Japan's alluring contrast of tradition and contemporary has made it a fantastic getaway destination for travelers looking to immerse themselves in country known worldwide for anime, video games and cuisine.

And thanks to the 2020 Olympic Games looming on the horizon, the country attracted a record number of tourists in 2017, totaling a whopping 28.69 million people. Chinese (7.35 million) and South Korean (7.14 million) travelers claimed the top spots, but according to the survey, only a paltry 3 million tourists hailed from Western countries.

▼ Steep flight costs might have been a huge factor.

Commissioner of the Japan Tourism Agency, Akihiko Tamura, notes that visitors from Germany, the United Kingdom, France, Canada and Australia associate Japan with Mount Fuji, temples and cherry blossoms. For long periods of stay however, Akihiko laments that visitors find the country to be utterly boring.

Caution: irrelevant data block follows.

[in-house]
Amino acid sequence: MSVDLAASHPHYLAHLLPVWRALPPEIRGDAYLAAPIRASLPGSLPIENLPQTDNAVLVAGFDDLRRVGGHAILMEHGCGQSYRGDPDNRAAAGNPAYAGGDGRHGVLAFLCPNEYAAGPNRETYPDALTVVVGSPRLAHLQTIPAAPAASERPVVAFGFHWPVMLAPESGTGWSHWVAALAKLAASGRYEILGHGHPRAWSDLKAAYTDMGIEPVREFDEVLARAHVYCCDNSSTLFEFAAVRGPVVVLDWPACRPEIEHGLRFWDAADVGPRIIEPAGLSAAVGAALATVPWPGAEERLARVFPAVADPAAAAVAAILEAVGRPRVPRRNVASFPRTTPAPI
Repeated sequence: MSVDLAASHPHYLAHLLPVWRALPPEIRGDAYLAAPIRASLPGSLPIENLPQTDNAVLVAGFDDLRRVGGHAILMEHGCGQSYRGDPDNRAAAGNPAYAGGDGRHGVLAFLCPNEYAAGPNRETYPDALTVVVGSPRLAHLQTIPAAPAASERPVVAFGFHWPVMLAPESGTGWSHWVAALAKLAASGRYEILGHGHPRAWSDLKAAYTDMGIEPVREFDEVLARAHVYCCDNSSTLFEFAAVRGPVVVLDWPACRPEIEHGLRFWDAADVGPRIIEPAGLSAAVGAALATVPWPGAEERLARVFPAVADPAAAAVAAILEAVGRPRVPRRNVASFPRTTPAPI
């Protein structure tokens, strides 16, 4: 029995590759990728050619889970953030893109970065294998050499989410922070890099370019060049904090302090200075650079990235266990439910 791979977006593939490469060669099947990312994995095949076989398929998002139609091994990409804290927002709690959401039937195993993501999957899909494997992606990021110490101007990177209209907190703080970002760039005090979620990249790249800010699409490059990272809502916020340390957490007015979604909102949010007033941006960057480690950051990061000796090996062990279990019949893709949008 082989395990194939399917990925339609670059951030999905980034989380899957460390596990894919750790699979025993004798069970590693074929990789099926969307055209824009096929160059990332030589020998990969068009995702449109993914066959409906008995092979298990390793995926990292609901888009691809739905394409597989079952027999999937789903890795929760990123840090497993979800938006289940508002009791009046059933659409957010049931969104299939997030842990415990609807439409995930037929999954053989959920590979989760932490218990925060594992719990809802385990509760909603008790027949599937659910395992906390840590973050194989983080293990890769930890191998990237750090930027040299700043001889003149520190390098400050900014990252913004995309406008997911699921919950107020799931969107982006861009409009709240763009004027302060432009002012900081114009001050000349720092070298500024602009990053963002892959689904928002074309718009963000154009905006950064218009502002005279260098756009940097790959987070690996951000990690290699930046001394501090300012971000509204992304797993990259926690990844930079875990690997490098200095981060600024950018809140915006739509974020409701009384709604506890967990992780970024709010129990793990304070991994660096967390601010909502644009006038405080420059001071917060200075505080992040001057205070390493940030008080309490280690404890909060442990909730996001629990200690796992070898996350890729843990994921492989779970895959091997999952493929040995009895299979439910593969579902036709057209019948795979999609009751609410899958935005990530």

▼ Japan, dull? You've got to be kidding me!

Based on those findings, Japan Tourism Agency has begun working toward polish up the country’s image to be more appealing in order to attract more sightseers from Western countries.

They’ve found that several factors could have contributed to the apparent lack of visitors from Western countries, including long travel distances and the general perception that Japan is an expensive country to visit.

▼ Depending on which region you're in and the activities you partake in,
sightseeing can indeed make a huge dent in your wallet.

Nevertheless, those reasons pale in comparison to what is probably the biggest obstacle preventing Westerners from enjoying Japan to its fullest: the language.

Due to language similarities, tourists from China, South Korea and Taiwan have an easier time navigating Japan. However, for English-speaking tourists who struggle to comprehend what's available on restaurant menus or understand the historical significance of a 100-year-old shrine, much of what Japan has to offer is essentially locked away behind a steep language barrier.

▼ All those limited-edition cough-drop flavored Kit Kats or  Final Fantasy
train stations